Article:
{source: The Hamilton Spectator}



[1] Full citation: DC Area Tops Index of Fit and Healthy Cities, by Pat Lawson Muse, Updated 7:16 PM EDT, Mon, May 24, 2010, on

[2] Full citation: America's 50 Largest Metro Areas Get Their Annual Physical, For immediate release, May 24, 2010; ACSM American Fitness Index™ Provides a Snapshot of the State of Health and Fitness; Washington, D.C., Tops List of Healthiest and Fittest Metro Areas.

[3] ACSM American Fitness Index™ Health and Community Fitness Status of the 50 Largest Metropolitan Areas, 2010 Edition, by Brenda E. Chamness, Walter R. Thompson, Terrell W. Zollinger, Barbara E. Ainsworth, Carolyn M. Muegge, and Jessica M. West, for the American College of Sports Medicine

[4] My niece, Heather, will appreciate that having a relatively high number public dog walks per thousand residents is an indicator of civic fitness and health.

[5] My source for median income data is the wikipedia entry: Highest-income metropolitan statistical areas in the United States

[6] The ACSM overview lists for Atlanta and Austin shows the main categories where they fell short, compared to the average, and where they did well.


• Lower percent with disability
• Lower percent with angina or coronary heart disease
• Lower percent of days when physical health was not good during the past 30 days
• Lower death rate for diabetes
• More park units per capita
• More golf courses per capita
• More swimming pools per capita
• More recreation centers per capita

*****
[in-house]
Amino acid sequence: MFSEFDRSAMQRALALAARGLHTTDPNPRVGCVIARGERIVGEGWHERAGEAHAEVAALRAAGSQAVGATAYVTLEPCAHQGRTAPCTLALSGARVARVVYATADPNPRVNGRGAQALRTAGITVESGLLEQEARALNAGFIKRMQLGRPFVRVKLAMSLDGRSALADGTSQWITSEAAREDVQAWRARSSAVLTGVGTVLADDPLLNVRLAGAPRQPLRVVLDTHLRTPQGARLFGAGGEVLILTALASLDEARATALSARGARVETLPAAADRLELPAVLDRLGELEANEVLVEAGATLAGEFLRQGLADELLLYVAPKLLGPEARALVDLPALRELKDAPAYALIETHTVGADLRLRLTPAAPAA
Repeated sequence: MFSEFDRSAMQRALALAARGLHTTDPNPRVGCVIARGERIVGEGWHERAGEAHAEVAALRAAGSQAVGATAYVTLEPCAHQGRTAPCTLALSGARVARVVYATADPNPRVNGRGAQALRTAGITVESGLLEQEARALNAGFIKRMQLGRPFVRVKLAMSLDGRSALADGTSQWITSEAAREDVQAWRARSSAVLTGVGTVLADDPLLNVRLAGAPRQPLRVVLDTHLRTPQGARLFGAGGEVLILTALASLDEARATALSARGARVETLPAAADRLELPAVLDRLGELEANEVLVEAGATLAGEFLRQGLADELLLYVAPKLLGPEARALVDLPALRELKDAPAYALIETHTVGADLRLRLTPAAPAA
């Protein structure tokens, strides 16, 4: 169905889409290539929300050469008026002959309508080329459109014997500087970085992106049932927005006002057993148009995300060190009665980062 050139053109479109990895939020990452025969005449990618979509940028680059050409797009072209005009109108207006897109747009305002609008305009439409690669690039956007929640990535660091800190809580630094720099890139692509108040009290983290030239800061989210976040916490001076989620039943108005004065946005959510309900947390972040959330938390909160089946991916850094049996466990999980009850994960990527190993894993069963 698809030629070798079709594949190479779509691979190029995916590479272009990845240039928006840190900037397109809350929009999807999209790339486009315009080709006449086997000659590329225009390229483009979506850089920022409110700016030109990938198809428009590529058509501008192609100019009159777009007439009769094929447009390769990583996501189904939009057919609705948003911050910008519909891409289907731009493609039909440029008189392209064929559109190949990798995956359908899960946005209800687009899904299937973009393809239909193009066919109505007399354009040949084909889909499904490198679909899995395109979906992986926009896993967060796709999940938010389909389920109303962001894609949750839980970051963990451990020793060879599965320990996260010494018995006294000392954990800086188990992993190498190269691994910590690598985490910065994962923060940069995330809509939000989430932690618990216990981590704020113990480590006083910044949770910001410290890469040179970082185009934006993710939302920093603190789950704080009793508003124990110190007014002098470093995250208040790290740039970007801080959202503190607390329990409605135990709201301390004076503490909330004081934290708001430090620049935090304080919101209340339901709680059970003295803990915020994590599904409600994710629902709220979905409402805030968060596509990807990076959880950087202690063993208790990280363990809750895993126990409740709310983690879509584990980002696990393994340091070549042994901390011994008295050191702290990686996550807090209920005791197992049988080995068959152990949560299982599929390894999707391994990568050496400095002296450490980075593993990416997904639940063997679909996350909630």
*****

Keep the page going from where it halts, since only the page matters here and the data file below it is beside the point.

• Higher park-related expenditures per capita
• More tennis courts per capita

• Higher percent unemployed
• Lower percent of city land area as parkland
• Fewer acres of parkland per capita
• Fewer farmers’ markets per capita
• Lower percent using public transportation to work
• Lower percent bicycling or walking to work
• Fewer ball diamonds per capita
• Lower number of primary health care providers per capita
• Fewer dog parks per capita
• Lower level of state requirement


• Lower percent unemployed
• Lower percent with disability
• Higher percentage eating 5+ servings of fruits/vegetables per day
• Lower percent obese
• Lower percent with angina or coronary heart disease
• Lower percent with asthma
• Lower percent with diabetes
• Lower death rate for cardiovascular disease
• More acres of parkland per capita
• Higher percent of city land area as parkland
• More swimming pools per capita
• Higher level of state requirement for Physical Education classes
• More dog parks per capita

• Fewer farmers’ markets per capita
• Lower percent using public transportation to work
• Lower percent bicycling or walking to work
• Fewer ball diamonds per capita
• Fewer golf courses per capita
• Fewer park units per capita
• Fewer recreation centers per capita
• Fewer tennis courts per capita
• Lower number of primary health care providers per capita
• Lower park-related expenditures per capita